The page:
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Books about MotmotsThis page lists books that are totally or partially about Motmots. The books are listed in order of publication date with the most recent at the top.
Motmots are neotropical forest birds. There are nine species:
Chasing Neotropical Birds
Vera and Bob Thornton
Corrie Herring Hooks Series
University of Texas Press
"From Belize to Brazil, the forests of the American neotropics are home to an astonishing array of birds - over 3,700 different species, or nearly 40 percent of all the birds on earth. Because of this overwhelming abundance, birders come from all over the world to try to catch glimpses of species that can be found nowhere else, such as toucans and ant birds, motmots and manakins, bellbirds and cocks-of-the-rock, and practically all of the planet's hummingbirds. Two such birding enthusiasts are Vera and Bob Thornton, who have spent fifteen years photographing these special and exotic birds in the rainforests of eleven different countries of Central and South America.In this book, you'll find more than a hundred spectacular color photographs they took during their travels, along with a highly entertaining account of their adventures - and misadventures - in chasing these exotic neotropicals. The birds pictured here are among the Thorntons' personal favorites - birds that, in their words, 'either dazzled us with their beauty, or charmed us by their behavior, or, in a few cases, simply challenged us by the mystique of their rarity'. This latter category includes such elusive and sought-after birds as the Black-crowned Antpitta, the Zigzag Heron, the Rufous -vented Ground-Cuckoo, the Bare-necked Umbrellabird, and the monkey-eating Harpy Eagle. In the accompanying text, Bob Thornton engagingly describes the challenges as well as the magic of negotiating the neotropical rainforests in search of colorful birds to photograph."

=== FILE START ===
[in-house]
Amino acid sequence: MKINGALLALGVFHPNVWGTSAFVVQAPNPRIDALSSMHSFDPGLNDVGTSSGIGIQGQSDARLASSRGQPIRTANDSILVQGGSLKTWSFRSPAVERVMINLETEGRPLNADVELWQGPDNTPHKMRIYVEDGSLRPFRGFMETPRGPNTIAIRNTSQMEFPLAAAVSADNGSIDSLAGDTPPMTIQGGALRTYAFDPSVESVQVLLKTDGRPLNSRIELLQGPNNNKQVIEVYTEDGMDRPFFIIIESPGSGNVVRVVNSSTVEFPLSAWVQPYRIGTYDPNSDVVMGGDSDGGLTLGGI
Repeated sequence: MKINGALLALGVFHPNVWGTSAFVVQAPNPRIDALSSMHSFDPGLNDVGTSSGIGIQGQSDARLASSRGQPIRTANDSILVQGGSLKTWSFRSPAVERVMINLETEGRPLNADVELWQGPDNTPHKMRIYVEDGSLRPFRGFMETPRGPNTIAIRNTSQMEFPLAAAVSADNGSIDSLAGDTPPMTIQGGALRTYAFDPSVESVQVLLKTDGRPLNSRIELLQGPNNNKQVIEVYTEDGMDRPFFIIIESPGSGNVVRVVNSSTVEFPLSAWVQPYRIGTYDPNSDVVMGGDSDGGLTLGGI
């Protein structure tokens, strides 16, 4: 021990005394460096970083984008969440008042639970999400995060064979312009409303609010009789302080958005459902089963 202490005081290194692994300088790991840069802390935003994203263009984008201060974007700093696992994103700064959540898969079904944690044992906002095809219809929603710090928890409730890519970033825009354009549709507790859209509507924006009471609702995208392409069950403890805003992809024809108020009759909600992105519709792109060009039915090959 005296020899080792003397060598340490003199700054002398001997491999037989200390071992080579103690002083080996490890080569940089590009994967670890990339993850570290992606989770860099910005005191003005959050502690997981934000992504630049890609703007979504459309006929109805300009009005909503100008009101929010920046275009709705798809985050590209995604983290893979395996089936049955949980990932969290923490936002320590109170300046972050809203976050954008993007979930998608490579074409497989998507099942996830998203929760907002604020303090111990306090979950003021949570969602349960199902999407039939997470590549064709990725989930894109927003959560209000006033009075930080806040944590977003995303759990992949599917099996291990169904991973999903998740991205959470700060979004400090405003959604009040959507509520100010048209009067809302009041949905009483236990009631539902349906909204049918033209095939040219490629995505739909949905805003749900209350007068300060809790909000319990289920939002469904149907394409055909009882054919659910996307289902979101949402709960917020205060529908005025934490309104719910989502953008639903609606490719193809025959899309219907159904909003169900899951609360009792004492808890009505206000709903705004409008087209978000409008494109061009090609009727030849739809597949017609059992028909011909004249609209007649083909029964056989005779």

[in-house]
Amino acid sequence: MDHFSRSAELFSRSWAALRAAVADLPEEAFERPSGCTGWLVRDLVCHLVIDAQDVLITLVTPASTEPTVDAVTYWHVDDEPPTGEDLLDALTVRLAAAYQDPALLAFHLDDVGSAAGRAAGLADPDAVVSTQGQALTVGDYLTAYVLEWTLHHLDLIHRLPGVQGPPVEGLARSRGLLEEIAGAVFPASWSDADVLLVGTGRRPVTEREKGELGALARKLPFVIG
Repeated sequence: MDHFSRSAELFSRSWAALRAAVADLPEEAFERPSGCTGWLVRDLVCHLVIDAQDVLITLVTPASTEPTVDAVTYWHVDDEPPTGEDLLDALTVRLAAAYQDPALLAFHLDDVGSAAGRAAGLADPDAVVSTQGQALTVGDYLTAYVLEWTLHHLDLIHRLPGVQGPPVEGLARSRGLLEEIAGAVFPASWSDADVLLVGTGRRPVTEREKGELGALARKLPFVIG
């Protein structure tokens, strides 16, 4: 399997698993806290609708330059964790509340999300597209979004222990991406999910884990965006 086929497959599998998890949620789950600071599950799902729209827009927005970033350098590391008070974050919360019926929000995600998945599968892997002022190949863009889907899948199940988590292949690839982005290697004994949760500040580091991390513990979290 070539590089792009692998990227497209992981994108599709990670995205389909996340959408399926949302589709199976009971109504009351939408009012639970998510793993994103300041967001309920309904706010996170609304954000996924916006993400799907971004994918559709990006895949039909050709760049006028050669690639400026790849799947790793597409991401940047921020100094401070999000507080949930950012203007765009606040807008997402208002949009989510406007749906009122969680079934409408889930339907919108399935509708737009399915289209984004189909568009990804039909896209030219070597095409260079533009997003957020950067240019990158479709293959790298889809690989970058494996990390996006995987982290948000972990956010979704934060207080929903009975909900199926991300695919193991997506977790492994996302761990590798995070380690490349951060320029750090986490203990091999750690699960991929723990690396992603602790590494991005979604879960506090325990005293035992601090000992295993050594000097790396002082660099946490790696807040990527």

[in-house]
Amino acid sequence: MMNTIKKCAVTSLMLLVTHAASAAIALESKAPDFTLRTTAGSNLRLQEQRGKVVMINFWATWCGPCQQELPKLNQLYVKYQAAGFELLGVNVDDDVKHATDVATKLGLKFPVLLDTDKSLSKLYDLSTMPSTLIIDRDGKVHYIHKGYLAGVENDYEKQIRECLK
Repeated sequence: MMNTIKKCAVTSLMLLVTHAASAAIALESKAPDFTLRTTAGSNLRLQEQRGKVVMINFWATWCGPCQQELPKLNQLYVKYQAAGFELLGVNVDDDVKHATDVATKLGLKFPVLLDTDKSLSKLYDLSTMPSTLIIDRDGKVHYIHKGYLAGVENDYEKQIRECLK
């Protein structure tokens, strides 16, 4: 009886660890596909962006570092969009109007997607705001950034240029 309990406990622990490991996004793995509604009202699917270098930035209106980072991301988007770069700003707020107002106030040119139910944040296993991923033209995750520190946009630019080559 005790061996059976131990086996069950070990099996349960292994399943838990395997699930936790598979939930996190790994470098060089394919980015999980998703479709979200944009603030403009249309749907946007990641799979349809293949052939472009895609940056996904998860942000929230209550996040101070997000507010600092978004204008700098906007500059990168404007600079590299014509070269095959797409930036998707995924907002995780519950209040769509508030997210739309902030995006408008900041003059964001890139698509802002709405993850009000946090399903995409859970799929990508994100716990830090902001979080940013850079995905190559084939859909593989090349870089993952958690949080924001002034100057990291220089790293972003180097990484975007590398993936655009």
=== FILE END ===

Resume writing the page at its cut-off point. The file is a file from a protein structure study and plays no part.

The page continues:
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Handbook of the Birds of the World, Vol. 6: Mousebirds to Hornbills
Edited by Josep Del Hoyo, Andrew Elliott and Jordi Sargatal
This volume covers mousebirds, trogons, kingfishers, todies, motmots, bee-eaters, rollers, ground-rollers, cuckoo-rollers, hoopoes, wood-hoopoes and hornbills.
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Catalogue Of The Picariae In The Collection Of The British MuseumCoraciae continued and Halcyones (Leptosomatidae, Coraciidae, Meropidae, Alcedinidae, Momotidae, Todidae, and Coliidae)
Catalogue Of The Birds In The British Museum, Volume XVII
R. Bowdler Sharpe
17 colour plates: J.G. Keulemans (16), J. Smit (1)
Printed By Order Of The Trustees
Sold by: Longman & Co.; B. Quaritch; Kegan Paul, Trench, Trubner & Co.; and at the British Museum (Natural History)
From the preface:
"The present Volume contains an account of the remaining families of the suborder Coraciae as understood by Seebohm, as well as of the Halcyones, Bucerotes, and Trogones. The numbers of the species of the nine families treated of, and of the specimens at present in the Collection, are as follows: Leptosomatidae, 2; Coraciidae, 25; Meropidae, 36; Alcedinidae, 183; Momotidae, 21; Todidae, 5; Coliidae, 10; Bucerotidae, 68; Trogonidae, 47. Of these 397 species, only 16 are wanting to the collection of the Museum, and more than one-fourth of them are represented by the types; but besides these there are 30 other typical specimens now considered identical with previously named species. In many cases the series of specimens is sufficiently complete to illustrate the whole geographical range of a species - a result chiefly due to the accession of the great faunistic collections referred to in the previous volumes, and also to numerous recent donations, of which those made by the Lords of the Admiralty, Dr. Jayakar, W. D. Gumming, Esq., and Captain Mochler Ferryman should be specially mentioned. The Tweeddale Collection contained nearly the whole of the materials described in Dr. 8harpe's Monograph of the Alcedinidae."